Walt Disney stamp, 1968
In Preston Sturges’s film Sullivan’s Travels (1941), convicts get a break from the woes of the Depression and chain-gang life at a screening of the Walt Disney cartoon “Playful Pluto.” Now, just in time for the current economic crisis, comes Disney’s first traditional animated feature in five years, The Princess and the Frog, due in theaters at the end of this year. With a New Orleans setting—and jazz-loving alligators, Cajun fireflies, and voodoo priestesses—the film promises to heal whatever post-Katrina wounds The Curious Case of Benjamin Button neglected. The following five books, meanwhile, are for the more cynical and knowing among us—for those who find the ubiquity of the Disney empire as inescapable as the flypaper that besets Mickey's dog in "Playful Pluto." But their perspectives on the man and his movies, while oftentimes critical, are not dismissive. These works treat their subject with all the gravity cartoons deserve.
The Disney Version was published in 1968, two years after Walt Disney had died (and, presumably, had been placed inside a cryonic chamber). In the preface to the biography’s third edition, Schickel writes that he is “not a radical by nature—certainly not in the careless sense that the term was used in the sixties”—and that he “never thought of The Disney Version as a radical critique of the man or the institution he ruled so obsessively.” Nevertheless, it is the book’s somewhat subversive take on a cultural icon that has given it its longevity. Although ultimately limited by Schickel’s “great man” historiographical approach, the book remains a provocative interpretation—and dismantling—of Disney’s mystique.
Originally intended for inclusion in Method, Eisenstein’s unfinished theoretical masterwork, this collection of musings on Disney’s Silly Symphonies is disjointed and excursive, closer in structure to the Soviet filmmaker’s memoirs (published in English in 1995 as Beyond the Stars) than to his earlier manifestos and declarations. It is hard to understand how the Eisenstein of Strike and Battleship Potemkin—the Eisenstein of “art is conflict”—could pen a paean to Disney, one so similar to Preston Sturges's, no less. “The triumphant proletariat of a future America will erect no monument to Disney as a fighter either in their hearts, or on street squares,” Eisenstein muses. “But everyone will recall him with warm gratitude for those instants of respite amid the torrential, desperate struggle for life and existence which he gave to the viewer in the troubled years of the social paradise of democratic America.”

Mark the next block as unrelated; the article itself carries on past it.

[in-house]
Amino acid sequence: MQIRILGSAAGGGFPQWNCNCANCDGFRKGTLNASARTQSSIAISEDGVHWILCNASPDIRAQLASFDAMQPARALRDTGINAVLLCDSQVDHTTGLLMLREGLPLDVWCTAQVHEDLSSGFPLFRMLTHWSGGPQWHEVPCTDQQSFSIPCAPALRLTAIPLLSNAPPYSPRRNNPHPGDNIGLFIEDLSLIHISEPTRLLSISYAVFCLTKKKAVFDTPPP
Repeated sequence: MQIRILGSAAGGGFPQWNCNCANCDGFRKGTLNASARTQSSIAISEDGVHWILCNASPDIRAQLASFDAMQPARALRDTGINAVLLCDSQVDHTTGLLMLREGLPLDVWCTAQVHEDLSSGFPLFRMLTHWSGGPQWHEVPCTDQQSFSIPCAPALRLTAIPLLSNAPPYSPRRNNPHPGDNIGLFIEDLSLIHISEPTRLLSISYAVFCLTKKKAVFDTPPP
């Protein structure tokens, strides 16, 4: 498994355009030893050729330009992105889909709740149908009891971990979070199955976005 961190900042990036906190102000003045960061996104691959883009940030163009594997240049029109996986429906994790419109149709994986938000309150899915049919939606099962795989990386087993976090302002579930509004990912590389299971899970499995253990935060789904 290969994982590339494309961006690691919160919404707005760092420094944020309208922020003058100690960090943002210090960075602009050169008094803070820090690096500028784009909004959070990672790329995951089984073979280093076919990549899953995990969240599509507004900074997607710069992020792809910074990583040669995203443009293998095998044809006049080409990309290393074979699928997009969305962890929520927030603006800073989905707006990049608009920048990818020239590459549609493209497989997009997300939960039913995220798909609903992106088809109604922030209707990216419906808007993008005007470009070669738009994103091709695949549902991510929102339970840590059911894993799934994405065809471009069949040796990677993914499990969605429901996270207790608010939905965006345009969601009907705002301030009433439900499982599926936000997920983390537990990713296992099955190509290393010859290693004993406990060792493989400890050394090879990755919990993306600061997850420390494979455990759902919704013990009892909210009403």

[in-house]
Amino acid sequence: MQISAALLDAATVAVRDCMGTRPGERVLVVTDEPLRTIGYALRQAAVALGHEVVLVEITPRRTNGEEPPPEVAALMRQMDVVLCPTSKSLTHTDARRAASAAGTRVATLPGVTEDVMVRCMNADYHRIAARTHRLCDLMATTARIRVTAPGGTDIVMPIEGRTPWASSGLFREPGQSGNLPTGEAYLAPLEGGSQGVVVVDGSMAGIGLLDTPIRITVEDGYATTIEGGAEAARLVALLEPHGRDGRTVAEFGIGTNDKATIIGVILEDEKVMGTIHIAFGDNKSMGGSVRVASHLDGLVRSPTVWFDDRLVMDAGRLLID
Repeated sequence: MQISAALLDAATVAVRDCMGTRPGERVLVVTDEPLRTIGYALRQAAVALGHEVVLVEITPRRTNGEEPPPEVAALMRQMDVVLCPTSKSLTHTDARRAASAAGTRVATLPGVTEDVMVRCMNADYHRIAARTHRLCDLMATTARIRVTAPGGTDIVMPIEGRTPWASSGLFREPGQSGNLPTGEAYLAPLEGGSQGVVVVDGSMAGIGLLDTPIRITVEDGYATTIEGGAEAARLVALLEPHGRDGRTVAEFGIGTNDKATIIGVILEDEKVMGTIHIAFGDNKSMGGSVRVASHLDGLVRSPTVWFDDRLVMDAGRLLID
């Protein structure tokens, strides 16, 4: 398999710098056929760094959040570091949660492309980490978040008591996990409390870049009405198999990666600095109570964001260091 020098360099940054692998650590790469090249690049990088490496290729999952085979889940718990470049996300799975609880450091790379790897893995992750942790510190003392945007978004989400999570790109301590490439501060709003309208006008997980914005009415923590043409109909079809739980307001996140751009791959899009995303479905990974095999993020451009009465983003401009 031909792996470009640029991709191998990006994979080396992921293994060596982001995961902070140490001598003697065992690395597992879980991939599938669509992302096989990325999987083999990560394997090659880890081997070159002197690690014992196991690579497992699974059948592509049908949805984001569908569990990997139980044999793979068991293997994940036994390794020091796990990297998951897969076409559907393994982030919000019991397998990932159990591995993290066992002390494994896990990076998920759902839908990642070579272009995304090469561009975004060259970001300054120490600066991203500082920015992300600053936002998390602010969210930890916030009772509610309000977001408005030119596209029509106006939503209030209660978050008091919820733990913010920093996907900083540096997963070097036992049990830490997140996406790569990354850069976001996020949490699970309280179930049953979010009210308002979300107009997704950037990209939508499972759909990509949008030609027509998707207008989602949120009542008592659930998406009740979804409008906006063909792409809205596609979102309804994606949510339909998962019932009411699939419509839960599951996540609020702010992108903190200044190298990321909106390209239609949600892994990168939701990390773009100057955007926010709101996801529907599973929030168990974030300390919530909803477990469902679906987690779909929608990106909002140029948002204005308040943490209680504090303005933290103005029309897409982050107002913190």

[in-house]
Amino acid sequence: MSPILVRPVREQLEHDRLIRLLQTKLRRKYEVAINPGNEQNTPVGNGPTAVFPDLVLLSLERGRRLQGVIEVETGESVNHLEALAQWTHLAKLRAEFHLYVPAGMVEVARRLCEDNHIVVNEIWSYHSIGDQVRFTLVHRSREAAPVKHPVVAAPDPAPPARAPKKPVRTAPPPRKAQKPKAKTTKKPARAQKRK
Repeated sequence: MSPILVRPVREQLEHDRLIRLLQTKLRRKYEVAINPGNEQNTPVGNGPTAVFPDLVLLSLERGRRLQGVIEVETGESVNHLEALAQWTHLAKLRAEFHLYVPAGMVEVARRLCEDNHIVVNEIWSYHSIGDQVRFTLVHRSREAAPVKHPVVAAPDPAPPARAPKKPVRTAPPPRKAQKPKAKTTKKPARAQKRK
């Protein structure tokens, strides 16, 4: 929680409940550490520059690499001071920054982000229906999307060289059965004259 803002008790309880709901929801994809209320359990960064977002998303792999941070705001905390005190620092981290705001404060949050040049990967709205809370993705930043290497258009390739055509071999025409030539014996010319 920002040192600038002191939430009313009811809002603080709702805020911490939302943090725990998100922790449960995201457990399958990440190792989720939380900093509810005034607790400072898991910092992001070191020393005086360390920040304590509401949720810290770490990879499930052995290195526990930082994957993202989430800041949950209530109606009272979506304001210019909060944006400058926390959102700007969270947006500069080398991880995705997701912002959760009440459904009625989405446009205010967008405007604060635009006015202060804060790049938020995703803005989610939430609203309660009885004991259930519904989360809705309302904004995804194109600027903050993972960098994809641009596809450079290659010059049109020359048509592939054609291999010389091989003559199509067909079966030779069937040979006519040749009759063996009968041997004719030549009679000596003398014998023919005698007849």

Dorfman and Mattelart’s Marxist analysis of Donald Duck comics could easily be read as just another polemic that takes pop-cultural detritus too seriously: “The misery of the Third World is packaged and canned to liberate the masters who produce it and consume it. Then, it is thrown-up to the poor as the only food they know. Reading Disney is like having one’s own exploited condition rammed with honey down one’s throat.” But the book was first published in 1971 in Chile as Para Leer al Pato Donald, two years before the ascendancy of Pinochet and the specter of September 11, 1973, thus lending their work an urgency that similar treatises lack: “Let us find out just how much of Donald Duck remains at all levels of Chilean society. As long as he strolls with his smiling countenance so innocently about the streets of our country, as long as Donald is power and our collective representative, the bourgeoisie and imperialism can sleep in peace.”
Leslie, a Benjamin scholar and Lukács translator, takes Disney as a locus that a number of diverse writers, philosophers, and artists, including Eisenstein, Leni Riefenstahl, and members of the Frankfurt School, have circled. Benjamin, for instance, treated Mickey Mouse fondly in early versions of his most famous essay (available in the collection The Work of Art in the Age of Its Technological Reproducibility, and Other Writings on Media), whereas Horkheimer and Adorno’s Dialectic of Enlightenment views Disney’s creations as necessarily fascist (“Donald Duck in the cartoons and the unfortunate in real life get their thrashing so that the audience can learn to take their own punishment”). Siegfried Kracauer cannot stomach the lessons of Dumbo (“instead of flying with his mother to an unknown paradise, Dumbo ends up as the highly paid star for the same circus director who beat his mother”).
Included in this long-out-of-print collection of essays, musings, and interviews is director William C. DeMille’s satiric—but nevertheless perplexing—take on the respective merits of Mickey Mouse and Popeye the Sailor. His conclusion: “The Mickey Mousians of today will be the New Dealers of tomorrow, whereas the Popeyesians will breed a race of Fascists.” But the real prize is Disney’s 1947 HUAC testimony:
H. A. Smith: Can you name any other individuals that were active at the time of the strike that you believe in your opinion are Communists?
Walt Disney: Well, I feel that there is one artist in my plant, that came in there, he came in about 1938, and he sort of stayed in the background, he wasn’t too active, but he was the real brains of this, and I believe he is a Communist. His name is David Hilberman.
H. A. Smith: How is it spelled?
Walt Disney: H-i-l-b-e-r-m-a-n, I believe. I looked into his record and I found that, number 1, that he had no religion and, number 2, that he had spent considerable time at the Moscow Art Theatre studying art direction, or something.
Hannah Frank is a graduate student in film studies at the University of Iowa and an editor at large of Triple Canopy.